Rod Decker is gone and I’m bummed. The KUTV-Channel 2 reporter who’s been yelling the news at me for nearly four decades retired Thursday. Things won’t be the same.
I liked Rod even before I met him in person. This includes back when I was a cop and loathed the news media in general.
In the beginning, if reporters called the department because they heard something on the scanner about an elderly motorist being injured, I told them the truth.
Me • “Yeah, I pulled this geezer over for suspicion of DUI. He was so drunk that he gave me a Polaroid picture of his wiener instead of his license. And then he drove off with me reaching into his window. So I punched him, grabbed his keys, and took him to jail where he blew a 0.29 BAC.”
News report • “Officer Kirby stated that he deliberately assaulted 81-year-old Mr. Hormel [not his real name] for showing the officer a picture of himself. Calls to Officer Kirby’s superiors have not been returned.”
Even when I wasn’t directly involved with the media on an incident, I often found it hard to correlate later the reporting with what actually happened. Sometimes it seemed all the two had in common was that whatever happened took place in the same solar system.
Talking head • “We’re live at the scene where a police shootout played a major role in snarling rush hour traffic, Paul. As you can see behind me … ”
Me • “What the hell is he talking about? Somebody hit a cow and I shot it. A ‘shootout,’ by definition, would require that the cow fire back. And traffic was already backed up when I got there.”
Rod was never like that with me. He was one of the few reporters I was willing to speak to with the clear understanding that it was always on the record. I could talk to him without worrying about getting burned.
I even rooted for Rod when he did a story on the prison’s tracking dogs. He put on a prison jumpsuit and, with a few minutes head start, managed to outrun and outfox the dogs. That was impressive.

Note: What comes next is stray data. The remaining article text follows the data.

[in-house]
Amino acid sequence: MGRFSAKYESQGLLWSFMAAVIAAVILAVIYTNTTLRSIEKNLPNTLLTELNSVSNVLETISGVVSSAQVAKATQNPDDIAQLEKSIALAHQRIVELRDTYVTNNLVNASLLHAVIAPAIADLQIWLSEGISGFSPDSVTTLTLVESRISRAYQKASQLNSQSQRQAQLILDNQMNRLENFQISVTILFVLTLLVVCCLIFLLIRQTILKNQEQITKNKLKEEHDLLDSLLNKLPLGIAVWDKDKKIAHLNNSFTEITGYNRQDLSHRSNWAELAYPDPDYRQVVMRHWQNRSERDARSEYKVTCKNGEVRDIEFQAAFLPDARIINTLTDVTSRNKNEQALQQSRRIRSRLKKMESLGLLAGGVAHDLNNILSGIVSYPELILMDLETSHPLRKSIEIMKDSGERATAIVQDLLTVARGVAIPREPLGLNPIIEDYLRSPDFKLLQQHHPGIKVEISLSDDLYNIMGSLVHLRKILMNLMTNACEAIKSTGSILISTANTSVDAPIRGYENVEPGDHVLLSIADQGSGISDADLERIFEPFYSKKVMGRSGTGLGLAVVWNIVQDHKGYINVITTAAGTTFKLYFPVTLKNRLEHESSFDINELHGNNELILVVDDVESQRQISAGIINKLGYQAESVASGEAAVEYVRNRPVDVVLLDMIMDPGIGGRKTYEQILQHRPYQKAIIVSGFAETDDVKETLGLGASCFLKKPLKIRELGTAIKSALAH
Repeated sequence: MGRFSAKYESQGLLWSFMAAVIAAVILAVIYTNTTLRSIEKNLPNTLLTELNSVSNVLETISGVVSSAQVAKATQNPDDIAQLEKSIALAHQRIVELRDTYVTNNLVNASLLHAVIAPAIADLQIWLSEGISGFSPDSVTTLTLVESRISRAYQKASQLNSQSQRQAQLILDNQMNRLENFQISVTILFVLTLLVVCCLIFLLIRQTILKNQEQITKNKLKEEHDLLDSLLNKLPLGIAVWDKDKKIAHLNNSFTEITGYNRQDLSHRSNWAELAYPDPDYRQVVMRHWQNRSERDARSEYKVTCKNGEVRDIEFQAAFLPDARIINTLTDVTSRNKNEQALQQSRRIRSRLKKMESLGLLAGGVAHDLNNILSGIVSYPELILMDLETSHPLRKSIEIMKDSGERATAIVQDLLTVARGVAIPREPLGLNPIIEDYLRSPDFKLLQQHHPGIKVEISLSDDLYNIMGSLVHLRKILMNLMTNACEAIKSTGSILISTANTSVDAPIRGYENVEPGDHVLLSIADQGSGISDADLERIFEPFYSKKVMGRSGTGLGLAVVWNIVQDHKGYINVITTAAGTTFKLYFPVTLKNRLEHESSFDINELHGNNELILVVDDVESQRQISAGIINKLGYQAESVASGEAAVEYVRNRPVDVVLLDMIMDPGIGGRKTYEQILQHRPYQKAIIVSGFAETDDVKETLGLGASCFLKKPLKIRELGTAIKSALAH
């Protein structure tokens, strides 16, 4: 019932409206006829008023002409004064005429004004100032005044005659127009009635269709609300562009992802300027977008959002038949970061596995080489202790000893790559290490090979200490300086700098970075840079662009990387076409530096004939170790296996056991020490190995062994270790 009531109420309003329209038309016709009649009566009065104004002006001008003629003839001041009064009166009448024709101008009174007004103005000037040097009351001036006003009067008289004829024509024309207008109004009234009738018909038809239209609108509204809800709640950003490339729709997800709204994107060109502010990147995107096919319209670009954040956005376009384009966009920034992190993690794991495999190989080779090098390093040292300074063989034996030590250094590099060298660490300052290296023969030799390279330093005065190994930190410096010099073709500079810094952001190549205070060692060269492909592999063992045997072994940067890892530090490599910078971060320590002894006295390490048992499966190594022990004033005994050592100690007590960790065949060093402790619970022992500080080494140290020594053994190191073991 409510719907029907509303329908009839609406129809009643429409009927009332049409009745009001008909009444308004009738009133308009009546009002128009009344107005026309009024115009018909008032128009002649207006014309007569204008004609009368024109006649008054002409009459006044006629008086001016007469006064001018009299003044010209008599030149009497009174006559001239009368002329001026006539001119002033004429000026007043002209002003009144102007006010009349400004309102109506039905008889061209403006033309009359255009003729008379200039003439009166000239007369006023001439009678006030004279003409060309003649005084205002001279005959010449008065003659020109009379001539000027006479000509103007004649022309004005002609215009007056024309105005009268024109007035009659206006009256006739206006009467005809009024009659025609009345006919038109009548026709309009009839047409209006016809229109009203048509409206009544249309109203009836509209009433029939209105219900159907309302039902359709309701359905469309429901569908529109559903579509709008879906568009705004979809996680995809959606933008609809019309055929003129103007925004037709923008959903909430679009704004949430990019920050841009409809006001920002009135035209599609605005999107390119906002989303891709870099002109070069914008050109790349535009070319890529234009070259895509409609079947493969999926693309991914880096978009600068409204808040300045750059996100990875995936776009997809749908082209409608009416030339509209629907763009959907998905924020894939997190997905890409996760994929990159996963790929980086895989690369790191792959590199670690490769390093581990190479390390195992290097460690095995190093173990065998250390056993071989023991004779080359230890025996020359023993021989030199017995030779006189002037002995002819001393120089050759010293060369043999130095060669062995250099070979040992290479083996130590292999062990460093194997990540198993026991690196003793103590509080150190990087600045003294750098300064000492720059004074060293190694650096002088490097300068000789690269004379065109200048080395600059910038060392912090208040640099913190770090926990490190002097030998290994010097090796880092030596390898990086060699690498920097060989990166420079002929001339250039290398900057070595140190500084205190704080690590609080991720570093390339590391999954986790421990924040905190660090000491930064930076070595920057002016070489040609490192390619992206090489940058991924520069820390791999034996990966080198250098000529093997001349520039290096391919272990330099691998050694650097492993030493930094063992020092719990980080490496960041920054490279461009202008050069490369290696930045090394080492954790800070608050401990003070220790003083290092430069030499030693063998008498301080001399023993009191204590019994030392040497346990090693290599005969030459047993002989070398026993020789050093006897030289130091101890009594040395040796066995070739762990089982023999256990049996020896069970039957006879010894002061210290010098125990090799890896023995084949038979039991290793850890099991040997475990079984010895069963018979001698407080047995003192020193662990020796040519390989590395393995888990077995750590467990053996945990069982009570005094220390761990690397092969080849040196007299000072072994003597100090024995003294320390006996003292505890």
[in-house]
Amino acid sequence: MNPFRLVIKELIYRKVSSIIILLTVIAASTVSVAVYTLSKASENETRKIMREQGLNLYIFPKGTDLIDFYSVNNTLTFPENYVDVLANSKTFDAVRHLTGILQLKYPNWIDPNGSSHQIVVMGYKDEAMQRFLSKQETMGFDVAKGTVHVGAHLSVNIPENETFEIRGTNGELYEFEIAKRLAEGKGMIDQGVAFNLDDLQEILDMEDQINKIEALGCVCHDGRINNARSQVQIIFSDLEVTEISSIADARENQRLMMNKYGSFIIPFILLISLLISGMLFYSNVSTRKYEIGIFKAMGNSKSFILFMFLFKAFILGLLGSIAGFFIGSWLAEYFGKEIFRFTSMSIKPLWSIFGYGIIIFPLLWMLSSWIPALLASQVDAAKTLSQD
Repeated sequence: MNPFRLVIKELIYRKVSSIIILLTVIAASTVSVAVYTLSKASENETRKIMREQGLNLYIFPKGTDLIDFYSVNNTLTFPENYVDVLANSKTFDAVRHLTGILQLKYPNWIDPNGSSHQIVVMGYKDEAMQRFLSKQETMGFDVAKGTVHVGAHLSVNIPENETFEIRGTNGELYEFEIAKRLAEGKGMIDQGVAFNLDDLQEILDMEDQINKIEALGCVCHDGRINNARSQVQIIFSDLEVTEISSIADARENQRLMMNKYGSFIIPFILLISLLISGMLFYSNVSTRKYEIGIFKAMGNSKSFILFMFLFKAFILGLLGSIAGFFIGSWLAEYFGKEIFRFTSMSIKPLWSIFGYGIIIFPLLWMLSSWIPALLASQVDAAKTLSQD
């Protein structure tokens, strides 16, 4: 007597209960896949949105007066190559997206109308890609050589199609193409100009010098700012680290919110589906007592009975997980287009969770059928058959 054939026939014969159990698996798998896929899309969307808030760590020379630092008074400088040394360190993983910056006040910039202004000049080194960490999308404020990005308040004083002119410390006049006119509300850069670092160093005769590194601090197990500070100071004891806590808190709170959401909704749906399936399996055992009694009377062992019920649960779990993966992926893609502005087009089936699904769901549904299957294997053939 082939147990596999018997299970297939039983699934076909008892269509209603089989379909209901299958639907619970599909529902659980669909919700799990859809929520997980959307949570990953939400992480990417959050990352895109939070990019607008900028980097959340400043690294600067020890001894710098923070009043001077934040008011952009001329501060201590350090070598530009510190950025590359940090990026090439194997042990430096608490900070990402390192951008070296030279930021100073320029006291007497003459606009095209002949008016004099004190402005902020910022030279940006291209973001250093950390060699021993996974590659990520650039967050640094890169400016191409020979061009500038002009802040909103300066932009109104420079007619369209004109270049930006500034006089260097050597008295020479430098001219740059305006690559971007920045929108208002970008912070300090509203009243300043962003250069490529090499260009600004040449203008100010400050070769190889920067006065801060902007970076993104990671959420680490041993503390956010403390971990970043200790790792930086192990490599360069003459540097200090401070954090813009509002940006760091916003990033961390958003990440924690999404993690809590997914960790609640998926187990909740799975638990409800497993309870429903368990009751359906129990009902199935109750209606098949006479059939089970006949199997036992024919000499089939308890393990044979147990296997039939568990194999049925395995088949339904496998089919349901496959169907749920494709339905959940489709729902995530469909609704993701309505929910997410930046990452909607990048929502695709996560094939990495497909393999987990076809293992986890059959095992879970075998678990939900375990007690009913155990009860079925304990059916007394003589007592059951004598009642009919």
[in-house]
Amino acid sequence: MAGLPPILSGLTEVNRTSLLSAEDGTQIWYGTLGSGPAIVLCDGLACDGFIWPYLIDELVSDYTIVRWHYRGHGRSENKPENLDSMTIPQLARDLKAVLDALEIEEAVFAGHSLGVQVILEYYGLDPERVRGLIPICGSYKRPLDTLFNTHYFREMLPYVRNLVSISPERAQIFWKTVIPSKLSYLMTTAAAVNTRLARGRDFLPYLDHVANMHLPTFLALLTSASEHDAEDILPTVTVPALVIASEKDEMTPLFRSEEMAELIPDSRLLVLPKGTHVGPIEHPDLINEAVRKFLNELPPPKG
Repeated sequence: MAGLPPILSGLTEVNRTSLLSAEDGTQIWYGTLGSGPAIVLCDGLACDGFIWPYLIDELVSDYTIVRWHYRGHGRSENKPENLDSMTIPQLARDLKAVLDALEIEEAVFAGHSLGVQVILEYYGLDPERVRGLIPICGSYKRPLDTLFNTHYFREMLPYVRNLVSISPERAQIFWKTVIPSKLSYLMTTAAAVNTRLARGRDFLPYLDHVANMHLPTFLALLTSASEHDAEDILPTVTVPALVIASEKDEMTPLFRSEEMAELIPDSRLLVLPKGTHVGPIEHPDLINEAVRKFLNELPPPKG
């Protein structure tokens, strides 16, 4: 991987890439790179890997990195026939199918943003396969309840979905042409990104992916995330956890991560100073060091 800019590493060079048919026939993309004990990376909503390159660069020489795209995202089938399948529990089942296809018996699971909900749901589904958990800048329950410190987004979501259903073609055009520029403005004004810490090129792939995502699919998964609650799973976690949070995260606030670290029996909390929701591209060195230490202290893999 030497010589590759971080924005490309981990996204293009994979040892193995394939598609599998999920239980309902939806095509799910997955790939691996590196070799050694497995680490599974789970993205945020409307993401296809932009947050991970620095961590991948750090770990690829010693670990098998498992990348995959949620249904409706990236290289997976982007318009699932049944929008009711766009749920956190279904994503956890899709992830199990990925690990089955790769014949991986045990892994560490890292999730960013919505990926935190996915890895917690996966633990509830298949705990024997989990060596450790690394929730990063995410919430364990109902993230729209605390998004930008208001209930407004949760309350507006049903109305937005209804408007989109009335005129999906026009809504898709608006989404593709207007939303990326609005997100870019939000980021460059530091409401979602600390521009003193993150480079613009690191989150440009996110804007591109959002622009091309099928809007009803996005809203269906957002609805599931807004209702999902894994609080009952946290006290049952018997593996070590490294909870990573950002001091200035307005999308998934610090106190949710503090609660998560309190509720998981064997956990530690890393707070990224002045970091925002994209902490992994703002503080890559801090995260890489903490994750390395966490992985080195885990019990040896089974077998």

When it came time for me to consider an alternative career to law enforcement, it was Rod and a few others whose examples helped tip the scales toward journalism. They managed to convince me that being a journalist didn’t require a total lack of personality.
But leaving police work didn’t stop me from becoming a Rod Decker news item. In 2005, after barbershop singers had their national convention in Salt Lake City, I had a little fun with their folksy enthusiasm to harmonize.
They sent me thousands of emails in which they called me everything from “a bad writer” to a “[vile word referencing a sex act].” They were so mad that the mayor’s office called and asked if I would apologize to them. Didn’t happen.
The following day, Rod called my house and said he was on his way for an on-camera interview. I was more than happy to talk to him.
Rod • “SO, MR. KIRBY, YOU DON’T LIKE BARBERSHOP MUSIC! WHY?”
Me • “Because I’m more of a rock ’n’ roll guy, Rod. That was before. Now it’s because they called me a [vile word]. I dare them to come back to Salt Lake again. I was just kidding around last time.”
Happy retirement, Rod. I’ll catch up to you. Eventually.